Challenges of managing chronic painBMJ 2017; 356 doi: https://doi.org/10.1136/bmj.j741 (Published 17 February 2017) Cite this as: BMJ 2017;356:j741
- Jianren Mao, Richard J Kitz professor of anesthaesia research
Chronic pain is an individualised experience with multifactorial aetiology.1 It can cause unexpectedly prolonged suffering when, for example, an initial injury evolves into a complex disease state. A transient ankle sprain may turn into a complex regional pain syndrome lasting for months to years; or a week long episode of shingles may cause post-herpetic neuralgia with disabling pain for months or years. Moreover, chronic pain can be an accompanying symptom of largely irreversible underlying disease, such as degenerative arthritis (osteoarthritis), spinal stenosis, or compression fracture resulting from osteoporosis in older people. Chronic pain can also be a primary complaint of clinical conditions such as fibromyalgia and trigeminal neuralgia, for which neither the aetiology nor mechanism is currently well understood.
Chronic pain is therefore not simply a chronological extension of acute pain and requires different diagnostic approaches and management strategies. For example, diagnostic tools such as radiography and magnetic resonance imaging are less informative in identifying the source because the severity of chronic pain can be disproportionate to the underlying cause2; chronic pain is typically associated with and exaggerated by coexisting conditions such as anxiety, depression, catastrophising, and disability; and the effectiveness of medications used for acute pain can diminish over time because of tolerance (for example, with opioids) or increased side effects.3 Chronic pain is a unique challenge to health professionals that demands a sensible and pragmatic management strategy.
Setting realistic expectations—Managing chronic pain is to fight a “war” not a “battle.” Both clinicians and patients must start with the right expectations and develop a long term strategy with full awareness of the complexity of the problem. Patients with diabetes do not expect control after a single course of treatment—they expect a long term plan that includes diet, exercise, medication, education, and prevention. Patients with chronic pain (and their doctors) should expect a similar long term multifaceted approach. Unrealistic expectations of a “quick fix” can become an iatrogenic source of anxiety for patients and result in unnecessary medicating and dose escalation (including overprescribing opioids) or overzealous interventions (such as unnecessary surgery or nerve blocks) by clinicians looking for short term gains.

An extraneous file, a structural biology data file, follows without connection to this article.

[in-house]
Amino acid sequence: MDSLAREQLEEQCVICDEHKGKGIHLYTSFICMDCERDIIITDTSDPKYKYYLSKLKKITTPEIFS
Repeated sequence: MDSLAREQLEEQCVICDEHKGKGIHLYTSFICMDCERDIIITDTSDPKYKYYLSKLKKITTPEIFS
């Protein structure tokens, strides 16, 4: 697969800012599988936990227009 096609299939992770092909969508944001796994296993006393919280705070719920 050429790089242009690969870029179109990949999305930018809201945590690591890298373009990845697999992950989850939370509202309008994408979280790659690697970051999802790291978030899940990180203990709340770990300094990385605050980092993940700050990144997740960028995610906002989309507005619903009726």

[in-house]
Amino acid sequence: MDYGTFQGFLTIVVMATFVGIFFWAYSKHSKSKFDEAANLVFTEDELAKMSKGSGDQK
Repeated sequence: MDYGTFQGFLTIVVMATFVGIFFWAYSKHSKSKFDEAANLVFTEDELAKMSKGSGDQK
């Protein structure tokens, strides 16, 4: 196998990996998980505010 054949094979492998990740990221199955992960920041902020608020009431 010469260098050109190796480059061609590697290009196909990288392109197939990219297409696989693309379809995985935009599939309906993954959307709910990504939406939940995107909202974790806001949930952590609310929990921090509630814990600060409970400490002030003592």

Recognising limitations of pain medications—All commonly used analgesics have important limitations when used for chronic pain. For example, prolonged use of paracetamol (acetaminophen) can cause changes in liver function that are exacerbated by concurrent alcohol consumption,4 and non-steroidal anti-inflammatories are associated with potentially serious renal, gastrointestinal, and cardiovascular side effects.5 Opioid analgesics have been increasingly used in many countries over several decades, particularly in the US.6 But aside from well known side effects such as constipation and sedation (particularly in older people), long term treatment with opioids can also lead to tolerance, hyperalgesia, addiction, and misuse.
These serious issues are at the heart of an ongoing and well publicised “opioid crisis” in the US that includes worsening overprescribing and rising rates of overdose related deaths.6 7 An opioid prescription should not be a litmus test of the adequacy of individual pain management plans. Opioids can and should be used when indicated, but a plan without opioids should not be viewed as incomplete or inferior.
The idea of a comprehensive pain management strategy is now more valuable than ever. Primary care clinicians, surgeons, and emergency department doctors are in the frontline of pain management, and they have a pivotal role in initiating and developing a long term strategy that includes prompt referral to pain specialists. Other key components of a comprehensive management plan include treating underlying conditions; using multiple drugs, including muscle relaxants, antidepressants, anticonvulsants, and topical agents as well as conventional analgesics, to optimise the effectiveness and minimise side effects8; adding psychological interventions and physical therapy; and considering integrative approaches such as acupuncture and mind-body therapy.9 10
It helps to remember that pain is a defence signal and its proper function is necessary for our survival. The aim of chronic pain management is not to get rid of the defence signal but to adjust its threshold so that the signal will not go off inappropriately. This goal is perhaps the ultimate challenge in managing chronic pain and has been the subject of decades of effort in pain research.2
Competing interests: I have read and understood BMJ policy on declaration of interests and have no relevant interests to declare.
Provenance and peer review: Commissioned; not externally peer reviewed.